there are a few key factors that go into selecting a cereal or other packaged snack that will offer the best nutritional bang for your buck: sugar, fiber, the INGREDIENT LIST, and protein. oh don’t forget about portion sizes!
Before we go further I will say that I generally live by the 80/20 rule. Meaning that I work to help our family consume roughly 80% real whole foods, primary fruits and veggies, over 20% processed or packaged foods. I believe this is the key in helping combat what we regularly call “picky eating”. But like you I live in the real world, and sometimes we just need packaged food, so let’s arm ourselves with wisdom to make good choices!
Anything with 10 grams or more of added (or refined) sugar pretty much turns breakfast/snack into dessert. This is particularly important if you want to avoid a blood sugar crash later — and the shakiness, irritability, and anxiety that can come with it (can you say, toddler tantrum!).
To feel fuller longer, look for at least 3 grams of fiber per serving, preferably more. A diet high in fiber will help with digestion, keeping your body regular — not to mention a whole slew of other health benefits.
Fiber can also reduce your cholesterol levels, keep those tricky blood sugar levels steady, and even improve physical performance. Do understand however, that the fiber that’s in cheerios is different than the fiber in black beans. Your body runs best when fueled with a diverse range of fiber from a variety of plant based foods.
Don’t skip over the ingredient list
The first ingredient, for cereal for example, should be something like a whole grain, whether it’s whole wheat, whole oats, or whole barley. Grains with the word “whole” in front of them may help reduce the risk of heart disease and cancer.
Also look for ingredients you recognize and can pronounce, rather than mysterious processed ones. Tocopherols you’ll often see on cereal labels. This is just a form of vitamin E that’s widely considered safe. Many of our packaged foods are fortified with synthetic vitamins. This begin as early as the 1920’s and became increasingly popular to replace the nutrients lost during processing and serve as a public health intervention to help solve the deficiency of micronutrients found from an increasingly modernized diet.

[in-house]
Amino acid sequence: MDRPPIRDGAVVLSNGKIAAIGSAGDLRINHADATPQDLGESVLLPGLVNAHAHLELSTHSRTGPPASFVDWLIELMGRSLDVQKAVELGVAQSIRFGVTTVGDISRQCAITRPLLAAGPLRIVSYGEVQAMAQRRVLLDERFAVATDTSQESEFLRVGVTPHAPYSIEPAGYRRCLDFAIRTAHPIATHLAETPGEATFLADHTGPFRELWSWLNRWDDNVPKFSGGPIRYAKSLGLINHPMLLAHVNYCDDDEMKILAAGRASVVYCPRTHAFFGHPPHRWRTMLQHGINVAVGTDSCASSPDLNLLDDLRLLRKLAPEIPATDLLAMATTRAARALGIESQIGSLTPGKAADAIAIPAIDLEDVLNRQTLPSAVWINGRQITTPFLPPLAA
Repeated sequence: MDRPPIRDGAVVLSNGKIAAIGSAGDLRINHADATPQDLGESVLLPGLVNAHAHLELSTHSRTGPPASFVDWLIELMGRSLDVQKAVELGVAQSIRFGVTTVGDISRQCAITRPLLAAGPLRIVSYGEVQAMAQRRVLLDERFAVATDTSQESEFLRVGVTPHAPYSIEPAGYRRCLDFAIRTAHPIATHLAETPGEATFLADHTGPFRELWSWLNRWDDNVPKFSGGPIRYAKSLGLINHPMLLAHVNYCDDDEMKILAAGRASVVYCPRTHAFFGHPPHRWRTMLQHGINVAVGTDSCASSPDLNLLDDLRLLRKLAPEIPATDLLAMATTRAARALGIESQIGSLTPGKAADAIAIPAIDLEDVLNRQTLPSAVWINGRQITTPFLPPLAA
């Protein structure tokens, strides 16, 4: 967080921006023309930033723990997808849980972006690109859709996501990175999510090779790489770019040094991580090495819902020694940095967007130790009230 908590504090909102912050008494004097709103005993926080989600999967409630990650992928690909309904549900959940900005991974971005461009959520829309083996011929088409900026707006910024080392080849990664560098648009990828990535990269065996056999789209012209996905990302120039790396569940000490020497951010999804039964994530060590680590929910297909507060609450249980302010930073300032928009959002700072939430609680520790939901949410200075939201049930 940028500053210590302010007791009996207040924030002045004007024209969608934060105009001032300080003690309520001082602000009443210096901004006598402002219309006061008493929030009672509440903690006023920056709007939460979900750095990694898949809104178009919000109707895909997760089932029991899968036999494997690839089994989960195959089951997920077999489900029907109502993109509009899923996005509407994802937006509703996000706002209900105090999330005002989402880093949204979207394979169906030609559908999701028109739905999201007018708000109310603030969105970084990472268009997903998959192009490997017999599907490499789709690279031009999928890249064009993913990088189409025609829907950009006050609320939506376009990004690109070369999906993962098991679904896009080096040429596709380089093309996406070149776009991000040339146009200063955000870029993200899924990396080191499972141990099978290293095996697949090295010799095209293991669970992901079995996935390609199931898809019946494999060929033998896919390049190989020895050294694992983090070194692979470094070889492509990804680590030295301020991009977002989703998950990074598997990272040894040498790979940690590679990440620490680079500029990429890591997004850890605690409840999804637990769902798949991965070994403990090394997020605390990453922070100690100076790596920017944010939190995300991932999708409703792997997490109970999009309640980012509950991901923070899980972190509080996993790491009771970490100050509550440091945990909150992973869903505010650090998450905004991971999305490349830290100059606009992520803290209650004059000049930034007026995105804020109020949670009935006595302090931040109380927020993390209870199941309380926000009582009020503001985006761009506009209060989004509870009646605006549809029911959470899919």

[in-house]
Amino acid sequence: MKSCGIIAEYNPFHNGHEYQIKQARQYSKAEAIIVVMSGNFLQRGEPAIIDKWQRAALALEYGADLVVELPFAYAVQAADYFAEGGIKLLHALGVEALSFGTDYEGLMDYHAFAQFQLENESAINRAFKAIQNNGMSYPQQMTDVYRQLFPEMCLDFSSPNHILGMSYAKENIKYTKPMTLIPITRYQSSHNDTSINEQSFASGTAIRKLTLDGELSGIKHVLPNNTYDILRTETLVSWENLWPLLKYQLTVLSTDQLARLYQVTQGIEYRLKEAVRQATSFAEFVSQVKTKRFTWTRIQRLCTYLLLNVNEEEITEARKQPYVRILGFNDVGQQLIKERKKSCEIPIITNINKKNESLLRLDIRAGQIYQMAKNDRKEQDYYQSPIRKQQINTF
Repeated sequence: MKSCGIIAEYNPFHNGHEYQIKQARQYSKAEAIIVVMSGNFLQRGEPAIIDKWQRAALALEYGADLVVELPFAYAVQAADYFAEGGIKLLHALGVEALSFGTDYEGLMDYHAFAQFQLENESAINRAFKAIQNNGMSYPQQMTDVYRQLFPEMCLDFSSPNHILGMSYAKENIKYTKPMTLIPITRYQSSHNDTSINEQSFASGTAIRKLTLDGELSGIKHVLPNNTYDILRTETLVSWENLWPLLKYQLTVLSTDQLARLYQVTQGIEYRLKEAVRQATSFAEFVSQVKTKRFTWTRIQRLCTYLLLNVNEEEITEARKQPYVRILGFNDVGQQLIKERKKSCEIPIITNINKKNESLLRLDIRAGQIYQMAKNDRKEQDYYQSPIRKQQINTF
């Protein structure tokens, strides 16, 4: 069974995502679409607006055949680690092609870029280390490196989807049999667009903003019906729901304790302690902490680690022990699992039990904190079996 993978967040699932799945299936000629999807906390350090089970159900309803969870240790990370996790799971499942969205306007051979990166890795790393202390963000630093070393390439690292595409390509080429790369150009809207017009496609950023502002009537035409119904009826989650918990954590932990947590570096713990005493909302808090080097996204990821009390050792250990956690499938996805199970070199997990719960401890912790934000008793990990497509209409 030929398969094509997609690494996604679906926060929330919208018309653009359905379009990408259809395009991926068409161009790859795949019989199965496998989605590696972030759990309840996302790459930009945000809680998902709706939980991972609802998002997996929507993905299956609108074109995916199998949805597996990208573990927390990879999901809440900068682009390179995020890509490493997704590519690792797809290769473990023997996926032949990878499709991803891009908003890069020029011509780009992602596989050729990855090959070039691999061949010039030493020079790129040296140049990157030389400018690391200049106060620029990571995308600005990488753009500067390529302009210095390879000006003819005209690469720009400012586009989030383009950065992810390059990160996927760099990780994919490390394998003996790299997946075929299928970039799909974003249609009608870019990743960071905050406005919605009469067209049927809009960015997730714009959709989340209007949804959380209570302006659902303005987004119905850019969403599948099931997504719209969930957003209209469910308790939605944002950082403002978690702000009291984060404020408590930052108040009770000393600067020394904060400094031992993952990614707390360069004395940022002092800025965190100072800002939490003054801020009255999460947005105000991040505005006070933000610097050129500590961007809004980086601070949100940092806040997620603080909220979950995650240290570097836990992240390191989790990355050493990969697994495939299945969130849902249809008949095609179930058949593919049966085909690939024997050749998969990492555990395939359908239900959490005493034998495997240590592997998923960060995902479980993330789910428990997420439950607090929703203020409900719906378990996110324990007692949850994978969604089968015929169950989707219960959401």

Power up with protein
If you want to load up on some protein during breakfast/snack time, which can help curb overeating later, look for labels with at least 3 grams of protein per serving. We often over emphasize protein but its value is still there. Providing our family with food that has more properties to maintain fullness can keep the kids from screaming for more snacks every 20 minutes.
Does your favorite cereal or snack fall short? Pair it with nut butters, fruit or raw veggies to round out your meal.
Keep portion sizes in mind
It’s easy to forget that packaged items have a suggested serving size.
Bulking up cereals, bars and other packaged items with chopped nuts or fruit, like a sliced banana or a handful of berries, is an easy way to make your breakfast or snack more filling if the one serving isn’t cutting it. Look for simple ways to create a balanced diet that makes eating healthy possible for your whole family.
Don’t just check labels on your cereal or bars but other packaged products as well.
Store bought sauces or salad dressings
At first, this process can feel overwhelming! No one has time to stand in the grocery store reading all the labels. That’s why it is important to rely first primarily on one ingredient whole foods. But, you can start slowly with the products you already have at home. Then as you begin to better grasp the idea of reading labels, start with one or two new items. Over time you will find this gets easier and you learn a lot a long the way.
Honestly, it can be hard to transition into less processed foods if that’s primarily what you are used to consuming because they are created to keep you coming back for more. Allow your family to make slow and steady changes that stick.
Ultimately your body will thank you and your cravings do change!
Because it has to be said!
I do not endorse buying a bunch of expensive snacks because they claim to be “healthy”, “natural”, or even “organic”. I endorse eating as much real food as possible. Eating healthy is for everyone – not only for those in a certain tax bracket. Learning to read labels is a tool you can arm yourself with to make better choices for yourself and the ones you love.
I have not mentioned calories, fat or carbohydrates in this list. When you dig deeper into the 80/20 lifestyle you can stop counting calories because you can always have more fruit and veggies!
Live well friends,
P.S. I would like to note that I am not a registered dietitian nor am I pretending to be one on the internet. While my educational back ground is based in research, my main experience is as a mom who wants to give her kids the best. I am driven to share information with the people I care about because I believe we could all use a little help. Plus, I like to use small words that make sense to me and hopefully to you too. 😛